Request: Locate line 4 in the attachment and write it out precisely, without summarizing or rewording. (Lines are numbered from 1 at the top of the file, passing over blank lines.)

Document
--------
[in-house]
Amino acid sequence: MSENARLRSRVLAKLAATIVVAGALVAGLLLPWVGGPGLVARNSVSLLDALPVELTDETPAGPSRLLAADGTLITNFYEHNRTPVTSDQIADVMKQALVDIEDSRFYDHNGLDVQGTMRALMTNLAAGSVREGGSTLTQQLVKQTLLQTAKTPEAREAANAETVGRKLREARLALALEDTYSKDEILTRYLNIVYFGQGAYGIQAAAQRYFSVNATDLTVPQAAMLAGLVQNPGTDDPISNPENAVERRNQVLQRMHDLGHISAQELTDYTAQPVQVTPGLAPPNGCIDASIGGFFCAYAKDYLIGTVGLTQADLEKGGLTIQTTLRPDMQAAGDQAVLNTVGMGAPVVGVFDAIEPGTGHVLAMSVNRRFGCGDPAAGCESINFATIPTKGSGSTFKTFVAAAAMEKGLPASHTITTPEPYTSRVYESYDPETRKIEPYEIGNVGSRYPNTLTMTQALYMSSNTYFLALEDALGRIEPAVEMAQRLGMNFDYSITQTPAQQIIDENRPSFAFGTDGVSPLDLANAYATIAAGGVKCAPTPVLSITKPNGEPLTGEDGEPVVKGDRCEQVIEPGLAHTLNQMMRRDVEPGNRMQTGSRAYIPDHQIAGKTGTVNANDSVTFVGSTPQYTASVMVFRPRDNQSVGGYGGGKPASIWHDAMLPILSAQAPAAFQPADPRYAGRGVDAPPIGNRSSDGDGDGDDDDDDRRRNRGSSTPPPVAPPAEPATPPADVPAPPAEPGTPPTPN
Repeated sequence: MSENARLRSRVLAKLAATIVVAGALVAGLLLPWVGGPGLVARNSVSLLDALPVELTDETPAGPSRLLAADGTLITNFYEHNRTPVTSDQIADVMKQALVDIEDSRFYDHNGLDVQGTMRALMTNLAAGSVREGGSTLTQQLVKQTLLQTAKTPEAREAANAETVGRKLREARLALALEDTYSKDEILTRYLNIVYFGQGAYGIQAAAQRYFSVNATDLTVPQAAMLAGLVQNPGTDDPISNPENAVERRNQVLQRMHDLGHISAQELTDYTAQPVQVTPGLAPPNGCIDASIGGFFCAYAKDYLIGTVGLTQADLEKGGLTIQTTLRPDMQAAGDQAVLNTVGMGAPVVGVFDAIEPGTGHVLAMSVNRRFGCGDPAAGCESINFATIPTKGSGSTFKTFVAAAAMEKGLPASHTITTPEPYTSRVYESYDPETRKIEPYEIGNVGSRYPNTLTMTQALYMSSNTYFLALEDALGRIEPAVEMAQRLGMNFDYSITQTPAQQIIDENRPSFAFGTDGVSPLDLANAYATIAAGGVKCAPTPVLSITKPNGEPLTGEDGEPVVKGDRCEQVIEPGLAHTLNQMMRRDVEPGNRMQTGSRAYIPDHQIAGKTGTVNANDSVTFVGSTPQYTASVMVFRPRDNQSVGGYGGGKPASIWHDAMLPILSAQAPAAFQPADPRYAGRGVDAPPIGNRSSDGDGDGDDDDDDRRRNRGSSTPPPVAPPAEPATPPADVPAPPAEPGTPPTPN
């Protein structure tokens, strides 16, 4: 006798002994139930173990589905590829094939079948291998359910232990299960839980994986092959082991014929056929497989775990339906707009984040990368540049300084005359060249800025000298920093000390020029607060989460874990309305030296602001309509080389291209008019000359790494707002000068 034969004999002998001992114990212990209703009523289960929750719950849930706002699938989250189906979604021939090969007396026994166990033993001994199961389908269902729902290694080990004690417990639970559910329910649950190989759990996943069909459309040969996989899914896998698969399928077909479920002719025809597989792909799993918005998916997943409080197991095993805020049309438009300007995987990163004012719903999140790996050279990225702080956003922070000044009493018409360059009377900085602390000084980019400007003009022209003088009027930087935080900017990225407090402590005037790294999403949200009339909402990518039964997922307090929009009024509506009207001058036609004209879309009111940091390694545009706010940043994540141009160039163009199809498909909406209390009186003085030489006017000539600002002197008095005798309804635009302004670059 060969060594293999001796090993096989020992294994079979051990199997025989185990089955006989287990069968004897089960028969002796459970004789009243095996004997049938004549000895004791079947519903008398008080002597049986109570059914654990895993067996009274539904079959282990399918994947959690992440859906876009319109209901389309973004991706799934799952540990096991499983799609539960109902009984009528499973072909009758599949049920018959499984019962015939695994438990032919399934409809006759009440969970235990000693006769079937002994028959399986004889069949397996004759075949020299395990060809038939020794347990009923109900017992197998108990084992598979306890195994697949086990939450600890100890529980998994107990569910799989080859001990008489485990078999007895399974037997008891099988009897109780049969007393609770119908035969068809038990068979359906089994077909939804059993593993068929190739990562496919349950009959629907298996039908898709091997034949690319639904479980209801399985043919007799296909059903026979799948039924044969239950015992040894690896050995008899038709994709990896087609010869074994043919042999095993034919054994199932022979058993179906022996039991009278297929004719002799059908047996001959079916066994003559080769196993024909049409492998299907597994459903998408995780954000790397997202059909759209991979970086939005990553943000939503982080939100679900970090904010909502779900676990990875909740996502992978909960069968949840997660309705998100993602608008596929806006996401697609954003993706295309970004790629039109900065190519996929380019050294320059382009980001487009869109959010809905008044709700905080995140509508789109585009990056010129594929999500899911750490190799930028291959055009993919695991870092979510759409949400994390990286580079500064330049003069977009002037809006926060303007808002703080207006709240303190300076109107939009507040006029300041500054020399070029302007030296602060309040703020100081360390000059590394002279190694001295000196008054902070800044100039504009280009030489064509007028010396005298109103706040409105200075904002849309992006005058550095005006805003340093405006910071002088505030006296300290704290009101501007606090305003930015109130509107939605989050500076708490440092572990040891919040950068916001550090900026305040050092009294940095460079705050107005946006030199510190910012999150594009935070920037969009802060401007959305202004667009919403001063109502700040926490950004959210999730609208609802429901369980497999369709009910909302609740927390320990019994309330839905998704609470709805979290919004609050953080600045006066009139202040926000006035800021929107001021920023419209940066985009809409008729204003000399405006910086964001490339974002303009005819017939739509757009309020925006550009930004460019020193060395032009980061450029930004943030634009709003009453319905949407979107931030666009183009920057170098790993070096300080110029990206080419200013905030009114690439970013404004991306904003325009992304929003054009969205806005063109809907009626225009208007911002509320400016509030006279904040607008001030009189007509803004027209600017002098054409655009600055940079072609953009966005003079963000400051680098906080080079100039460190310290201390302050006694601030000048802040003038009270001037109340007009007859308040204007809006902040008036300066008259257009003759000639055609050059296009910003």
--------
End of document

């Protein structure tokens, strides 16, 4: 006798002994139930173990589905590829094939079948291998359910232990299960839980994986092959082991014929056929497989775990339906707009984040990368540049300084005359060249800025000298920093000390020029607060989460874990309305030296602001309509080389291209008019000359790494707002000068 034969004999002998001992114990212990209703009523289960929750719950849930706002699938989250189906979604021939090969007396026994166990033993001994199961389908269902729902290694080990004690417990639970559910329910649950190989759990996943069909459309040969996989899914896998698969399928077909479920002719025809597989792909799993918005998916997943409080197991095993805020049309438009300007995987990163004012719903999140790996050279990225702080956003922070000044009493018409360059009377900085602390000084980019400007003009022209003088009027930087935080900017990225407090402590005037790294999403949200009339909402990518039964997922307090929009009024509506009207001058036609004209879309009111940091390694545009706010940043994540141009160039163009199809498909909406209390009186003085030489006017000539600002002197008095005798309804635009302004670059 060969060594293999001796090993096989020992294994079979051990199997025989185990089955006989287990069968004897089960028969002796459970004789009243095996004997049938004549000895004791079947519903008398008080002597049986109570059914654990895993067996009274539904079959282990399918994947959690992440859906876009319109209901389309973004991706799934799952540990096991499983799609539960109902009984009528499973072909009758599949049920018959499984019962015939695994438990032919399934409809006759009440969970235990000693006769079937002994028959399986004889069949397996004759075949020299395990060809038939020794347990009923109900017992197998108990084992598979306890195994697949086990939450600890100890529980998994107990569910799989080859001990008489485990078999007895399974037997008891099988009897109780049969007393609770119908035969068809038990068979359906089994077909939804059993593993068929190739990562496919349950009959629907298996039908898709091997034949690319639904479980209801399985043919007799296909059903026979799948039924044969239950015992040894690896050995008899038709994709990896087609010869074994043919042999095993034919054994199932022979058993179906022996039991009278297929004719002799059908047996001959079916066994003559080769196993024909049409492998299907597994459903998408995780954000790397997202059909759209991979970086939005990553943000939503982080939100679900970090904010909502779900676990990875909740996502992978909960069968949840997660309705998100993602608008596929806006996401697609954003993706295309970004790629039109900065190519996929380019050294320059382009980001487009869109959010809905008044709700905080995140509508789109585009990056010129594929999500899911750490190799930028291959055009993919695991870092979510759409949400994390990286580079500064330049003069977009002037809006926060303007808002703080207006709240303190300076109107939009507040006029300041500054020399070029302007030296602060309040703020100081360390000059590394002279190694001295000196008054902070800044100039504009280009030489064509007028010396005298109103706040409105200075904002849309992006005058550095005006805003340093405006910071002088505030006296300290704290009101501007606090305003930015109130509107939605989050500076708490440092572990040891919040950068916001550090900026305040050092009294940095460079705050107005946006030199510190910012999150594009935070920037969009802060401007959305202004667009919403001063109502700040926490950004959210999730609208609802429901369980497999369709009910909302609740927390320990019994309330839905998704609470709805979290919004609050953080600045006066009139202040926000006035800021929107001021920023419209940066985009809409008729204003000399405006910086964001490339974002303009005819017939739509757009309020925006550009930004460019020193060395032009980061450029930004943030634009709003009453319905949407979107931030666009183009920057170098790993070096300080110029990206080419200013905030009114690439970013404004991306904003325009992304929003054009969205806005063109809907009626225009208007911002509320400016509030006279904040607008001030009189007509803004027209600017002098054409655009600055940079072609953009966005003079963000400051680098906080080079100039460190310290201390302050006694601030000048802040003038009270001037109340007009007859308040204007809006902040008036300066008259257009003759000639055609050059296009910003």